I love shedding light on the Esther’s of the world because they are not the same ten black leaders we’ve heard about and we hear about repeatedly. These unfamiliar faces help us understand just how powerful our contributions have been to the world as there are so many who are unknown and unrecognized, their names left out of the history books, school curricula, and Google searches. The best way to honor those who have put in great work on behalf of bettering our communities is to act. To pick up the mantle and do what we can from our corners of the world. To use whatever skill, whatever talent, whatever gifts we’ve been given to do our part. The best way to honor anyone we feel has contributed anything significant to this world is to do the work needed to move forward and to take the time to appreciate and to honor those individuals who are still alive and who are working. Let’s not wait until their deaths to support fully. Let us do that now, today, while they live, and let us help them in their endeavors in whatever way we can according to the gifts we have been given. Let us give people their flowers now who deserve them. The next day is not promised. Let us not wait.

Esther did the work. May we do the same, in whatever capacity to which we are able.

Cry Out

Photo by Anthony Tran on Unsplash

How does it make you feel

to see someone

mistreating themselves

to hear them poison their mouth

with self-hate language

or disrespect their soul

with insecurities

does not your intestines cringe

do they not wrap themselves around the wrongness there

the diseased spirit of a person defeated

does not your stomach turn into knots

does not the human in you cry out

now imagine

if you were outside your own body

and observing yourself

poisoning your mouth with self-hate language

and disrespecting your soul with insecurities

do your intestines cringe?

do they wrap themselves around the wrongness there?

do you recognize the diseased spirit of a person defeated?

does your stomach turn into knots?

when you are self-hating yourself

does the human in you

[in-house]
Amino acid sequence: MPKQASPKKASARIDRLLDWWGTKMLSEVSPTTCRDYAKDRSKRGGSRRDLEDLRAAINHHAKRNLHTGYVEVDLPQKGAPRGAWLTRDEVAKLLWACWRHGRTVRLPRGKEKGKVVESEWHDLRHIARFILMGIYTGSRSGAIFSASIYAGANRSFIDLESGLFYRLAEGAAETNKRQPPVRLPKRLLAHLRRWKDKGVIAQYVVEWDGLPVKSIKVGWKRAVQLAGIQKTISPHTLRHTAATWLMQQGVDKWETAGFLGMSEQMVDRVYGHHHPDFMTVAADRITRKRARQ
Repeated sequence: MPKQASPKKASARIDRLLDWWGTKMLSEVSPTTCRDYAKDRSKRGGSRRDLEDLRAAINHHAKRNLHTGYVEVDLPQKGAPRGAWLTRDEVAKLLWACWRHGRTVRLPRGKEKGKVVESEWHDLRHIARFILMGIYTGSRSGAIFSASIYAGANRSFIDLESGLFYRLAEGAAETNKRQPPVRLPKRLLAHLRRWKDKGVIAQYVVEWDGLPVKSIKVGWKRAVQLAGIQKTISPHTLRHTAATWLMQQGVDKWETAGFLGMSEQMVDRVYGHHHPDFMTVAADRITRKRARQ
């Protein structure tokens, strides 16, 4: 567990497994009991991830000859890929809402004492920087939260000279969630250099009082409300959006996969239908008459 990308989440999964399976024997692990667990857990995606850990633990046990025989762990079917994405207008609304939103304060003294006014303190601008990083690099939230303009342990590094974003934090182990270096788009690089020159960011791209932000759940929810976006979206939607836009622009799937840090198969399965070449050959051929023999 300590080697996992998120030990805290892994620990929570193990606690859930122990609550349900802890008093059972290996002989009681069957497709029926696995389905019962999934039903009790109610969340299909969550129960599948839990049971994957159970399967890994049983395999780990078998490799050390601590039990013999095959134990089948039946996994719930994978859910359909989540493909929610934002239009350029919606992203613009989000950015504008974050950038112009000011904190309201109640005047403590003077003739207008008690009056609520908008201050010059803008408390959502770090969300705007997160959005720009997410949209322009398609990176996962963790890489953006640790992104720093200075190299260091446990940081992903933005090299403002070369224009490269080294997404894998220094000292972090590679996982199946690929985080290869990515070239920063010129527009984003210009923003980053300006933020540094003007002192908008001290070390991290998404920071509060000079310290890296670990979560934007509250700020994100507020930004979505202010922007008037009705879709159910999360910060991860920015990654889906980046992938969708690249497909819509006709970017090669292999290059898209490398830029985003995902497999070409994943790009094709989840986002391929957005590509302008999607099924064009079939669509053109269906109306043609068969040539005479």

Cry Out


It’s National Poetry Month!!

 

Grab your copy of I am Soul for just 99cents in ebook for the entire month of April.  Want a paperback? The Nubian bookstore signing is next week! (4/12) Be sure to stop by for a signed paperback copy and save on shipping. Meet me in person and let’s take pictures and stuff!

https://www.yecheilyahysrayl.com/

Start a business that is not only dependent on the people you know to be Successful

Tbt. Greenbriar Mall. ATL. Book Signing, 12/22/18.

If you are a new entrepreneur, if you are just publishing your books or starting your own business, I want to congratulate you! I want to tell you; you will do well and go far. I want to tell you; you are brave and beautiful.

But I also want to warn you:

start a business that is not dependent only on the people you know personally to be successful.

One of the best decisions I made in the past 2yrs was to go out and network with people face to face without worrying whether they believed exactly as I did or worrying about what people would think of me.

Only depending on the people who know you personally to support your business can leave you doubtful and broke because there are people who will project their fears and limitations onto you. This means that once you’ve moved beyond those limitations, once you’ve elevated, these people abandon you because you no longer fit within the box they mentally created for you.

‍There’s a meme circulating that says:

This is all the truth. Most of the people who will continuously support you will eventually become like family. They will be all the wonderful people you meet along the way who will root for you harder than anyone you’ve known personally. Social media is cool, but there’s an entire world outside of the internet.

When you are running a business, the people you know, including relatives, are the icing on the cake. They are the ones in your corner cheering you on and going “Yaass, sis yaass,” or “yams bro!” They are the people there to support you no matter what and we all need some of that encouragement! But we also need longevity in our business which can only come from consistent financial support and there are so many people in the world willing to pay you for your knowledge not just like your posts.

Author Tip: Take the time to discover who your book or business is for specifically and target your content to those people. This is called a target audience, and it helps you to focus on the group of people most interested in your content so that your book, product, or service doesn’t stop selling after your family and friends have bought it.